People make an impact on others every day, whether that impact is good or bad. Laramie County Community College rodeo coach Beau Clark made a tremendous impact on me.
I was brand new to the journalism world and Wingspan this semester when I met Clark. I was never into writing until something came over me that made me decide that I want to become a baseball reporter. Being thrown into the sports reporting world was an overwhelming experience. Getting coaches to sit down for an interview wasn’t easy, and those first few interviews were nerve-racking. I didn’t want to upset a coach with a question or portray them poorly in my writing.
I went into with my first interview with Clark nervous. I knew Clark somewhat from his assistant coach, Aaron Vosler, who is my cousin. Clark was by far the easiest coach to interview. Interviewing Clark was like talking to a lifelong friend. That’s what Clark was to me, a friend. It makes me emotional and sad that he is leaving LCCC.
Clark said that one reason for his departure from LCCC is his family. Living in Laramie is an awesome opportunity for his kids and wife, and most importantly, for his career. I feel you can never disrespect a man who is trying to better his career for himself and his family.
I never experienced the angry coach with Clark, and I feel it was due to his personality. Clark made me comfortable in my new world of journalism. He set the tone for how I would interview athletes, coaches and teachers on campus.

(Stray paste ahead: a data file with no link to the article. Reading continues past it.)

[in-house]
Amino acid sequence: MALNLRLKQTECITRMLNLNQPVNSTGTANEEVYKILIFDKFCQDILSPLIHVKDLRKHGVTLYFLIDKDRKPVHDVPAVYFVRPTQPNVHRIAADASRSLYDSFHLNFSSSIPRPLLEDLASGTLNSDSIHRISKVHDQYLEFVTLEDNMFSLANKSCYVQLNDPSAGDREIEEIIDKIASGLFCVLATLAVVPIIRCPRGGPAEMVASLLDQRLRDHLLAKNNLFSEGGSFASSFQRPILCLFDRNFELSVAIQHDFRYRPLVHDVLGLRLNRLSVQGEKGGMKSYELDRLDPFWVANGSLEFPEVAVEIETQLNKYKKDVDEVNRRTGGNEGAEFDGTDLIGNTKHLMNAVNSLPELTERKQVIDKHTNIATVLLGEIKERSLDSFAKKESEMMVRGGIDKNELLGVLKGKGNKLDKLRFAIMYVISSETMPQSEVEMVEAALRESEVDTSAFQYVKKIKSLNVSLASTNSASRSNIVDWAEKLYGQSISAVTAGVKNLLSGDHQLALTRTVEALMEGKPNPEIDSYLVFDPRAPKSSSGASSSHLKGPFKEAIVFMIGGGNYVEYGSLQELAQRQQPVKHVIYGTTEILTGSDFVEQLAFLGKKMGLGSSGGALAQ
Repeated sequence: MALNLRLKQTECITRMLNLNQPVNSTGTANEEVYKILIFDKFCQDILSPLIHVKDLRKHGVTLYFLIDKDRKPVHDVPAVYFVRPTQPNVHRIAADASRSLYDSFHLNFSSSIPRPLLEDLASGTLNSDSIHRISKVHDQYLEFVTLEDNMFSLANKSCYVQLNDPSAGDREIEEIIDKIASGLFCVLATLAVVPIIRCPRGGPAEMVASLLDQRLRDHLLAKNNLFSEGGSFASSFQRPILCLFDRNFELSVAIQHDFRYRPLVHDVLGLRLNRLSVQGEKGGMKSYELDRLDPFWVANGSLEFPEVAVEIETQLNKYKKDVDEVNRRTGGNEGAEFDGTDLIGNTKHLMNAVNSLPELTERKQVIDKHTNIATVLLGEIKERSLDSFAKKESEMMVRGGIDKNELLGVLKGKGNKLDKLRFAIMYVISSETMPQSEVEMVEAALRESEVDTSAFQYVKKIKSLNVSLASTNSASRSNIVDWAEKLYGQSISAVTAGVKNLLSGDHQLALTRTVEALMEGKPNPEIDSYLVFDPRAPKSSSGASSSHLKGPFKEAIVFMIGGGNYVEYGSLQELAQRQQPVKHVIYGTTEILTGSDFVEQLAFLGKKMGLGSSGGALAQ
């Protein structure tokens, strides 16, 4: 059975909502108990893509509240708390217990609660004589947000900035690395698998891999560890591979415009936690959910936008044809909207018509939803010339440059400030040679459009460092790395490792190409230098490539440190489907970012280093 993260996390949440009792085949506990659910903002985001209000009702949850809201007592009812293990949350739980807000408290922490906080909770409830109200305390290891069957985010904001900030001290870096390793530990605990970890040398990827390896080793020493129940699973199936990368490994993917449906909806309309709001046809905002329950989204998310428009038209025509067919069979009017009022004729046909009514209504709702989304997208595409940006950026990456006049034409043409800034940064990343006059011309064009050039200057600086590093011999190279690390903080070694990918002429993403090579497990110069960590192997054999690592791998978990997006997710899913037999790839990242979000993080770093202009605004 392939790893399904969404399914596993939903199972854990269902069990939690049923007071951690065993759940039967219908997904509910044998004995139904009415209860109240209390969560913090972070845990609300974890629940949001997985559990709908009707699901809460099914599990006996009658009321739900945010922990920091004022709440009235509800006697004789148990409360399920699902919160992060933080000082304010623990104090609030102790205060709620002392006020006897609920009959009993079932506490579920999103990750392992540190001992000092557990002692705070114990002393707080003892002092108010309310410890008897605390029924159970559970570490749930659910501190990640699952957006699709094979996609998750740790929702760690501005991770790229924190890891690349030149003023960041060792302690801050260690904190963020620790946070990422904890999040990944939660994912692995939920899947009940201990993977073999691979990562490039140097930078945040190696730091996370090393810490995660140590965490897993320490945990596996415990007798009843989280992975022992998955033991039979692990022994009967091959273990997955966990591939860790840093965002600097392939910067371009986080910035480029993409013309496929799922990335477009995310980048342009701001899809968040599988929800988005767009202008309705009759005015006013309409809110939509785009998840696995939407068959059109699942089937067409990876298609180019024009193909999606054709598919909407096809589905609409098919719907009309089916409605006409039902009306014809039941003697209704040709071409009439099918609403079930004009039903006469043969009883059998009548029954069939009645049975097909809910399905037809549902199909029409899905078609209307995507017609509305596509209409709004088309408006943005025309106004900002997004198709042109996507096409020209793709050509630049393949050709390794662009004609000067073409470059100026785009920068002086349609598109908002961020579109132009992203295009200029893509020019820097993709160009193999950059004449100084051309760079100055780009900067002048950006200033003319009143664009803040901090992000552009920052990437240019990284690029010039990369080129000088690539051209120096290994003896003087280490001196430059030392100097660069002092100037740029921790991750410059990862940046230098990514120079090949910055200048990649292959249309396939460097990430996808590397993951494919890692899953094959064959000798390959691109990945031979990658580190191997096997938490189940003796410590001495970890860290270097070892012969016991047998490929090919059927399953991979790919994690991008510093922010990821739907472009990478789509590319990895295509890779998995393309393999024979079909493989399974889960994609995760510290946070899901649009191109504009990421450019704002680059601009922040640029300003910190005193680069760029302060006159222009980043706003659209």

Clark taught me how to relax in the adrenaline moments. After my first interview with Clark he said, “You know you don’t have dress up for me.” I was in a suit that day, because I was attending the Wyoming Legislature later for my Reporting and Newswriting class. Clark’s comment made me laugh, smile, and feel like he was a coach I’d be more than happy to interview anytime.
Clark is passionate about his students athletes. He made a goal for his team during his tenure at LCCC to maintain 3.0 grade-point average. He told me in my most recent interview with him that they exceeded his expectations.
Every time I’d ask a question about Clark himself, he always went back to how hard his students worked for their grades and how hard they worked for him in the arena. I hope that one day I get the chance to be in a situation and a job that I love as much as Clark loves his athletes.
To Clark, I’d just like to say thank you. Thank you for making me the journalist I am today and most of all, thank you for welcoming me with open arms into the rodeo program.